Mo Farah

Hardly a week goes by without some horrific trafficking stories flooding the news wires, however, there are few more shocking than that of Mo Farah. The thirty-nine-year-old, four-time Olympic gold medalist announced that he did not, as previously stated, emigrate to the UK with his parents but was in fact trafficked from his home country of Somalia and kept as a slave by a London family. For much of that time he was denied an education and instead spent his days cooking, cleaning, and babysitting other children. Along with his freedom, his captors robbed him of his given name, Hussein Abdi Kahin, to hide their crime. When he did go to school he often acted out, which caught the attention of teachers; they thankfully investigated further, eventually secured his freedom, and helped him apply for citizenship; a friend’s mother took him in and, according to Farah, provided him with a safe, happy home for several years. While they changed the trajectory of his life – and possibly saved it – it was Farah’s incredible strength of spirit that propelled him to success and is now serving as a beacon of hope for others.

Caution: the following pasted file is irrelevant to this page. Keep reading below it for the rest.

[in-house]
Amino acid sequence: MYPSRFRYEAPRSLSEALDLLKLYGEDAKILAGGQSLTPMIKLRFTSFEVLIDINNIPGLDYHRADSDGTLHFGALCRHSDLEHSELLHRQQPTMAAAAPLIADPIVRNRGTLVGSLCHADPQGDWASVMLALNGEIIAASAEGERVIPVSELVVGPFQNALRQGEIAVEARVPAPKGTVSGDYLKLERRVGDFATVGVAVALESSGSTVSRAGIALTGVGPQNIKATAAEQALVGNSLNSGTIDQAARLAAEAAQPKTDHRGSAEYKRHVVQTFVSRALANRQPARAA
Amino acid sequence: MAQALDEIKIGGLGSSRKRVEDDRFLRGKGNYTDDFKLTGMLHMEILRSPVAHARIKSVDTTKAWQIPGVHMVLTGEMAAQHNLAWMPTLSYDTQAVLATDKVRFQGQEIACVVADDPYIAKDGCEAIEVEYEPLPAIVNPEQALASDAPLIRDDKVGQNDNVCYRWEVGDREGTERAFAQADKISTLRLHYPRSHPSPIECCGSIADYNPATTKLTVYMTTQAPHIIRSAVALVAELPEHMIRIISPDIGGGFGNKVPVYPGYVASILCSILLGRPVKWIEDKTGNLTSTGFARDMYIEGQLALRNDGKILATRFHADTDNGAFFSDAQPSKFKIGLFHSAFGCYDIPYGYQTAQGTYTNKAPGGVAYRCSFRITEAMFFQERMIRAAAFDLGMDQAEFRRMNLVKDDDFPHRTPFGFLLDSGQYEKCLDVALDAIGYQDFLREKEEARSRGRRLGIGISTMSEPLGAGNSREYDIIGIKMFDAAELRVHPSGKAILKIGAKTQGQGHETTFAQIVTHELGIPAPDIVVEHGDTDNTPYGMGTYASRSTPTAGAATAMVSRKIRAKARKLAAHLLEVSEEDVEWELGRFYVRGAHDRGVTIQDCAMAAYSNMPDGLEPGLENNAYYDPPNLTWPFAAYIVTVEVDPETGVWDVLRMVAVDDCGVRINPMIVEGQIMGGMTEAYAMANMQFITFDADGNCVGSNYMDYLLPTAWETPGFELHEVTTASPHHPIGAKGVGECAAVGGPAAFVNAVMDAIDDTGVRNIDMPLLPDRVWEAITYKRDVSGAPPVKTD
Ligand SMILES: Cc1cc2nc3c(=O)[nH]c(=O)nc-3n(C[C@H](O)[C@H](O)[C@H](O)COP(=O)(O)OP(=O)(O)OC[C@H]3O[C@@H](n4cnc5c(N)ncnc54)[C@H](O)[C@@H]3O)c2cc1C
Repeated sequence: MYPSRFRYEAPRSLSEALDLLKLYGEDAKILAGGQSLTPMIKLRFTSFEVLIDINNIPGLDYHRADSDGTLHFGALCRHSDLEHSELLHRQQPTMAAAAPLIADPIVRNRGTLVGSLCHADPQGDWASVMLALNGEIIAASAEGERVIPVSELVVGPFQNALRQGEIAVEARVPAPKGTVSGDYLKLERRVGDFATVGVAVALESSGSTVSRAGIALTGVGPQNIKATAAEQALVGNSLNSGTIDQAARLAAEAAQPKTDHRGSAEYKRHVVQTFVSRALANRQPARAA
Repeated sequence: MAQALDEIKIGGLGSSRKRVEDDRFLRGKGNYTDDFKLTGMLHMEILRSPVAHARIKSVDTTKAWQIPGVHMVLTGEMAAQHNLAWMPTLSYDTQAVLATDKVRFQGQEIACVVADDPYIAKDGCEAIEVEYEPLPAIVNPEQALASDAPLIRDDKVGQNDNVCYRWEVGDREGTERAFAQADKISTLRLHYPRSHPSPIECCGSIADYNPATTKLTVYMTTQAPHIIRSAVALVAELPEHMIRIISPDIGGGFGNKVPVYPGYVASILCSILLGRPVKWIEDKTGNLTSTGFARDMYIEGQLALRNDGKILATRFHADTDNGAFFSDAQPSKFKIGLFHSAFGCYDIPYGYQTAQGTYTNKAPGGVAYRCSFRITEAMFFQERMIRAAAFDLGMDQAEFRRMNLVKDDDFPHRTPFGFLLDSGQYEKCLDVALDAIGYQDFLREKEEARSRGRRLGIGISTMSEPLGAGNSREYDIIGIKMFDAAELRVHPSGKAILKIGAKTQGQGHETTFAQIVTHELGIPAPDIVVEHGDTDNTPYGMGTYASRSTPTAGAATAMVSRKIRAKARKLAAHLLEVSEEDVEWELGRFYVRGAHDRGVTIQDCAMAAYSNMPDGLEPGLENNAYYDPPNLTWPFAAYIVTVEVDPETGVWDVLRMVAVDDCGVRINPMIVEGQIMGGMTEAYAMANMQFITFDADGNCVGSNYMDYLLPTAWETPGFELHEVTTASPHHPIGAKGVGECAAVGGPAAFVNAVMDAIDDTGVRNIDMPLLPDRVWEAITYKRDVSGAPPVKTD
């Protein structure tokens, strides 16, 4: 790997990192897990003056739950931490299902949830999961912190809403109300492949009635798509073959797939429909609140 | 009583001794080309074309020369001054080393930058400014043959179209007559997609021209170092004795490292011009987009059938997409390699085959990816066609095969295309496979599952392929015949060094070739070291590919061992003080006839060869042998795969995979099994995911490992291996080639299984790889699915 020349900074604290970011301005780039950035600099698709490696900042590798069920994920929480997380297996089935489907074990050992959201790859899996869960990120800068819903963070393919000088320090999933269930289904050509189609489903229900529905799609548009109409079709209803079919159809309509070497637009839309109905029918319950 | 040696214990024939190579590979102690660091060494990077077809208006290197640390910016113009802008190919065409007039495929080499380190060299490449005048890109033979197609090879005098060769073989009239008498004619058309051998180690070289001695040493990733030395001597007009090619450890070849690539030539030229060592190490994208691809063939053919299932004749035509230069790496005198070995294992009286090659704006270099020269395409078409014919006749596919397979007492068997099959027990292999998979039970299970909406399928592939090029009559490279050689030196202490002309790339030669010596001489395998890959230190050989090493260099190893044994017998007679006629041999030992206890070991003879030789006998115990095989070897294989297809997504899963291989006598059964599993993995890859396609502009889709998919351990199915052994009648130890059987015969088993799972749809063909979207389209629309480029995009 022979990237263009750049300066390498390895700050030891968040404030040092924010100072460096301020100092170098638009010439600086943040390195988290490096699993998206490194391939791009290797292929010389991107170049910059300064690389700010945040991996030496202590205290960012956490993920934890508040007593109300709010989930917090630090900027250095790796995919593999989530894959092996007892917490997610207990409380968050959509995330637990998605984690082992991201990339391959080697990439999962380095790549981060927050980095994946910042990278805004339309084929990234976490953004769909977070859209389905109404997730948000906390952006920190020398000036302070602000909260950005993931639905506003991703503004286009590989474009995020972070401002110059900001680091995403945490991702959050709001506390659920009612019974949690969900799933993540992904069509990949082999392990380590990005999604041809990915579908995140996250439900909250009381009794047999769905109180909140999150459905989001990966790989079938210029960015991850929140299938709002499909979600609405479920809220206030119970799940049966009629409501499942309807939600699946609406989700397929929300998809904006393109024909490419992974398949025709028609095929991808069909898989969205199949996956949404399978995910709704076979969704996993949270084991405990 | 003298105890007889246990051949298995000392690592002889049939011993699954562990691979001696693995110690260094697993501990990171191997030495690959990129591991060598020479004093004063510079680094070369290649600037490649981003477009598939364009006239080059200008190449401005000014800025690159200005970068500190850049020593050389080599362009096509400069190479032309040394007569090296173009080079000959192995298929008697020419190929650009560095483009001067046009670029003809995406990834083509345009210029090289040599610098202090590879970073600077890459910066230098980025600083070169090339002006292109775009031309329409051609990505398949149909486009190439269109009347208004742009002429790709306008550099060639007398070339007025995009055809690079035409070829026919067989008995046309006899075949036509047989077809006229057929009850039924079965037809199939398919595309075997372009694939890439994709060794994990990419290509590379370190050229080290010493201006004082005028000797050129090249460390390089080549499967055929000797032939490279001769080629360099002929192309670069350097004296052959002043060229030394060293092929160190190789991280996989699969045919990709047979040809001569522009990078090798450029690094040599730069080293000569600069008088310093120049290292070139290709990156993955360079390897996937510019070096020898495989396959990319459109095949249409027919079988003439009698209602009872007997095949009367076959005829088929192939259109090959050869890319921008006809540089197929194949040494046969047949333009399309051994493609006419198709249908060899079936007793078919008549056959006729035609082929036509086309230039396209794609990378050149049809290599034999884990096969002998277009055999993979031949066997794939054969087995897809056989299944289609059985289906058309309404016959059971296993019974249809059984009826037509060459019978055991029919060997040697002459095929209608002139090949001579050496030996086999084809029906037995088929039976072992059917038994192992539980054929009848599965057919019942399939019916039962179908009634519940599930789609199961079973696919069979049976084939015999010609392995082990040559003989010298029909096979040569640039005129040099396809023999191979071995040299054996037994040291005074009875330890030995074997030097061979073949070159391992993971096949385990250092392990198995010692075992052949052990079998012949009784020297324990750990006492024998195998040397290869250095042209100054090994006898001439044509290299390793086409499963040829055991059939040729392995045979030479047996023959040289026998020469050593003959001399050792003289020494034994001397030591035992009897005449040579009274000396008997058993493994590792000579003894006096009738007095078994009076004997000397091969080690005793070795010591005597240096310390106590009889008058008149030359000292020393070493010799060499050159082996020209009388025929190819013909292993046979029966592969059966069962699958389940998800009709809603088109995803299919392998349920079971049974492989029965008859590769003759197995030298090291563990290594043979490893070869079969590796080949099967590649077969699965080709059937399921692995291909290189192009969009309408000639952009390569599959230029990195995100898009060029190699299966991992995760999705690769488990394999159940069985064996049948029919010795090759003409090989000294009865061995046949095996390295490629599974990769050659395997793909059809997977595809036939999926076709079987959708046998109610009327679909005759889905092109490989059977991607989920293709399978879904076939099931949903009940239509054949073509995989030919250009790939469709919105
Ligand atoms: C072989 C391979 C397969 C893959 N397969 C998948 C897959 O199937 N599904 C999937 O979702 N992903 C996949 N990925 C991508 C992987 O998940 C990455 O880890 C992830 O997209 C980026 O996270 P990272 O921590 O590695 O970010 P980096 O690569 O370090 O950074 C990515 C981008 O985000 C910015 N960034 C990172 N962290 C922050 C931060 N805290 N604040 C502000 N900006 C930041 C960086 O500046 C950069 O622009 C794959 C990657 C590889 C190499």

His revelation is a stark reminder that trafficking often goes on right under our noses, and that countless victims remain silent for fear, not only of their reprisal from traffickers but prosecution or deportation by authorities. No such fate will befall Farah, as the British government has stated that they will not strip him of his citizenship; however, according to the organization Every Child Protected Against Trafficking, it might have been a very different story if he wasn’t a national treasure.

Farah’s story also highlights another statistic often forgotten by the mainstream media. Most of the coverage on trafficking focuses on the victimization of women and girls, leading to the assumption that it is a gender-specific crime. While females forced into prostitution do make up the majority of cases, thousands of men and boys are also trafficked each year, mostly for forced labor.

Those wanting to know more about Mo Farah can check out the recently released BBC documentary The Real Mo Farah.  It chronicles his inspiring journey, including his numerous other awards and titles, as well as the reunion with his mother and other relatives back in Somalia.  In 2017, Farah was knighted by Queen Elizabeth II for “service to athletes.”